The Three P’s of Iron Range Cuisine: Porketta, Pasties and Potica!

Carlson says, “The recipe I’ve been using is my Dad’s and he started making that fifty years ago.  I sell them in the roast or the porketta sausage and I use the exact same seasonings in the sausage as in the roast.”  Carlson continues, “If you aren’t from the area and have never tried one, I highly suggest trying one to see, unless you are opposed to fennel, it’s one of my favorite sandwiches.”

After eating these hardy foods, you may want a little something to sweeten the palette.  This would be the Potica.  Potica is a walnut dessert bread from Slovenia.. They are not easy to make.  Carlson explains, ““The rolling and the filling is hard because you have to grind up all the walnuts and you need to get the dough real thin.”  

Carlson just launched a line of potica, from a recipe passed down from his Grandmother.  

Laura Collins, Owner of Pep’s Bake Shop and Italian Bakery in Virginia.

Pep’s Bake Shop also uses recipes which have been passed down through the generations.  

Collins explains, “The Peplenjack’s recipe came from Maxine Hecimovich’s mother (that one is not as sweet).  The Italian Bakery potica recipe came from Gino Marccacini’s mother-in-law, that one is made with a sweet dough and it’s made with a lot of sugar, it’s a lot sweeter and richer than the other one.”  That one is their best seller. To learn more about potica, go to:

Trey Laster-Ford, Store Manager of the Sunrise Bakery in Hibbing

Trey Laster-Ford, Store Manager of the Sunrise Bakery in Hibbing says the demand is high right now.  “Potica is our top seller.  We sell a lot of it. People who come in here, this time of the year, we are selling out of it everyday.”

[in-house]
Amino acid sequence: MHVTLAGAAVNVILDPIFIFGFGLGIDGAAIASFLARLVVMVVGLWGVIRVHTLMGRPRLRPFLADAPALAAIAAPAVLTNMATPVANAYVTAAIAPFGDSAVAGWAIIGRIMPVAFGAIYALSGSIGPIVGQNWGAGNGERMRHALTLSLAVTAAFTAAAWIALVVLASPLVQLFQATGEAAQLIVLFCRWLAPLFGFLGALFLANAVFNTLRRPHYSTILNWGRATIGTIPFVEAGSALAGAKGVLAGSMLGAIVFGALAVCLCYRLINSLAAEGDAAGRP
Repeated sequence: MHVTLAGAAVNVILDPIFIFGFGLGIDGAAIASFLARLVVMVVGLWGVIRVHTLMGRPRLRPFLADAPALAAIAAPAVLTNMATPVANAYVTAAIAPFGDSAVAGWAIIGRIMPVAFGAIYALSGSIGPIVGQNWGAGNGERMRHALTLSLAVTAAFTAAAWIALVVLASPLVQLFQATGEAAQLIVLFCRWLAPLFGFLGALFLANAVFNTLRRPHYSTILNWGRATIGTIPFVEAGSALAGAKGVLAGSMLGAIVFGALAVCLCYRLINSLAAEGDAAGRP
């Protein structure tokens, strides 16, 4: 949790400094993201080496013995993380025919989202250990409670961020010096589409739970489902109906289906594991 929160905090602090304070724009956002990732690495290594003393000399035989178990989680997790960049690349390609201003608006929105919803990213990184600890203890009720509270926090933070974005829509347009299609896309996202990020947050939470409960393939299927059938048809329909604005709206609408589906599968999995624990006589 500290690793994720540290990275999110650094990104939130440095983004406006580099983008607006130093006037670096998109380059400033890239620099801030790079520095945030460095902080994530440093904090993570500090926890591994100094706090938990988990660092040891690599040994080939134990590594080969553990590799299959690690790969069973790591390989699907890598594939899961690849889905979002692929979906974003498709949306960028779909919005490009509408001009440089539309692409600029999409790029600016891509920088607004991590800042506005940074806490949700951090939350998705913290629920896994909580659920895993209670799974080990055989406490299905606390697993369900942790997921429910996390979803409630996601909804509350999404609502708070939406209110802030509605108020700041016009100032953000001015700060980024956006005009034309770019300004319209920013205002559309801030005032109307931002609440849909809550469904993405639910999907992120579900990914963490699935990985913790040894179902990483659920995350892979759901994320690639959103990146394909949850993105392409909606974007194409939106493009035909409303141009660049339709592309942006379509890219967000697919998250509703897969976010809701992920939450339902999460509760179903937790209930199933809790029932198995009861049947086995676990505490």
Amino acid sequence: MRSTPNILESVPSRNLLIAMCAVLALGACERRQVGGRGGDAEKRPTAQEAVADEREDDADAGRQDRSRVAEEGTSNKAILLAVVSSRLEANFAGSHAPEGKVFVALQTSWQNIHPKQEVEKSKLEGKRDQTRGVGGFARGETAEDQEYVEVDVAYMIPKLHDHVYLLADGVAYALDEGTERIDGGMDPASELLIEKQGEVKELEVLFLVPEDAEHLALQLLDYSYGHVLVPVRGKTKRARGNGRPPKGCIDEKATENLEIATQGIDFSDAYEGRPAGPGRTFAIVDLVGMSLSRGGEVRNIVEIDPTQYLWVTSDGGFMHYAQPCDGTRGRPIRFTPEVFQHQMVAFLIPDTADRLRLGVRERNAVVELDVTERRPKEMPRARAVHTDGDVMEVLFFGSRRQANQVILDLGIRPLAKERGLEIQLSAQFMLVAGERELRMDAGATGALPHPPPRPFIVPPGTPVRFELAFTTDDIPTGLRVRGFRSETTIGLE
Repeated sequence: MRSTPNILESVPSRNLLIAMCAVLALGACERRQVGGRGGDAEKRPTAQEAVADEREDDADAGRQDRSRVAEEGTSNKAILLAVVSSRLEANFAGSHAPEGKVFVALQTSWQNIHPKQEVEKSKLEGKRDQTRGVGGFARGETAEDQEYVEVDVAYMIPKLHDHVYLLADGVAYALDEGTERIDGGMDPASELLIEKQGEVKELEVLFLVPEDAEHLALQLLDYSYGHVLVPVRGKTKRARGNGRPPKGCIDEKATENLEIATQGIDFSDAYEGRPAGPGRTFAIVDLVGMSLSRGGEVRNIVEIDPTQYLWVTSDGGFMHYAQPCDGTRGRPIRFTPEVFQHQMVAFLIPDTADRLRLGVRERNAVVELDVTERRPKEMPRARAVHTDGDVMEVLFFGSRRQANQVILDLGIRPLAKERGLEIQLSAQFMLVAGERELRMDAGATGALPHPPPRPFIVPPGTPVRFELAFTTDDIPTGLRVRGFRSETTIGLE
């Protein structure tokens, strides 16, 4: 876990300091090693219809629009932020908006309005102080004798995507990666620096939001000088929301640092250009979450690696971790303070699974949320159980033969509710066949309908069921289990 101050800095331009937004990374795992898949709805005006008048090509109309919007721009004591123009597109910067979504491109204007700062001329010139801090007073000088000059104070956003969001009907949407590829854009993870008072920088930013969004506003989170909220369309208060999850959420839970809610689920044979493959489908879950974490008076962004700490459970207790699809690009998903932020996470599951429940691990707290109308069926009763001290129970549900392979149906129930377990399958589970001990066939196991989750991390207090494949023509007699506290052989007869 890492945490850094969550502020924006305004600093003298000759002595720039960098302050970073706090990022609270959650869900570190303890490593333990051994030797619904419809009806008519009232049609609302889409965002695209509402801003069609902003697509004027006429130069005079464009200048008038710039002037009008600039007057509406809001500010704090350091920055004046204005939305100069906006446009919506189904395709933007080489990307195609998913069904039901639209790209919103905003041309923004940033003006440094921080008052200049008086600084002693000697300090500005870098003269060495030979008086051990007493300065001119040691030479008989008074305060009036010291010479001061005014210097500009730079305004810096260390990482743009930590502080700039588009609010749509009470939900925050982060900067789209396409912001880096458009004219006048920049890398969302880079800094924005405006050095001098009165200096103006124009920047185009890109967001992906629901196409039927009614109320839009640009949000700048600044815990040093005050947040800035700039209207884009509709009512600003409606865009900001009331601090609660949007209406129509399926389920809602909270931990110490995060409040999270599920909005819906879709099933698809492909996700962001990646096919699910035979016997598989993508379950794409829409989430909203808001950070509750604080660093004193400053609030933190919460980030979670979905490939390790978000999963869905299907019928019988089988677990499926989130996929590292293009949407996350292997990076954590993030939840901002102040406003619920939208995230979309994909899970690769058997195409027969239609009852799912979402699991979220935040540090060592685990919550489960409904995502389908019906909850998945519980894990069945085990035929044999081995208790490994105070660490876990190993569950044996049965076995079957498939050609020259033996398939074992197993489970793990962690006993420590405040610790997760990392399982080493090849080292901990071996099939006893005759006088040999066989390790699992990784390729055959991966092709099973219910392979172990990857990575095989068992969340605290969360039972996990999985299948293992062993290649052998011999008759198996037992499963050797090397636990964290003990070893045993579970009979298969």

If you are looking to order some of this must have food, there is still time to order:

Carlson Pasty & Sausage KItchen for Porketta, Pasties, Potica and Sausage:

Go to CARLSON PASTY & SAUSAGE KITCHEN’s Facebook page. Carlson says, “They can message me on there or just call me at the shop” (218-404-9960) Although he ships year round, to get things in time for Christmas, how soon should you order?  He answers, ”I would say about a week prior to Christmas to allow for shipping time.”

Pep’s Bake Shop/Italian Bakery for Pasties, Potica and other baked goods: 

If you are looking to order from Pep’s or the Italian Bakery, Collins says, “Just call the store”, 218-741-7218 They plan to mail out as long as they can, but we are starting to run out. We want to have enough for our local customers to come in and get it at the store. We want to have it all the way through Christmas for sure.”

Also in demand, “our rosette’s are very popular, our Finnish Cardamom biscuit and Yule Keke and the Christmas cookies.”  Call for availability or go to their website at: PEP’S BAKE SHOP.

Fraboni’s for Pasties, Porketta and MANY other items:

We ship year round, you can order from our website, FRABONI’S for all of our products. Or call, (218) 263-8991. We now work with Fed Ex and have secured better two-day rates.  “We are still shipping up until the week before.”

“Any local grocery has most of our products, we cover the Range!” says Bergum.

Sunrise Bakery for Potica and other baked goods: 

Laster-Ford says, “Call the shop!” (218) 263-4985 or go to their website at: SUNRISE BAKERY ONLINE ORDERING

Also, very popular are the Banana Flips, Potica coffee cake, and Christmas cookies.”

REMINDER: All of these shops are open in their brick and mortar stores for purchases. Check their websites/Facebook pages for hours of operation. Tell them Joy McJingles sent you!

Joy McJingles writes blogs about Iron Range Tourism and Holidays on the Range.  Blogs are posted on Thursdays and Sundays.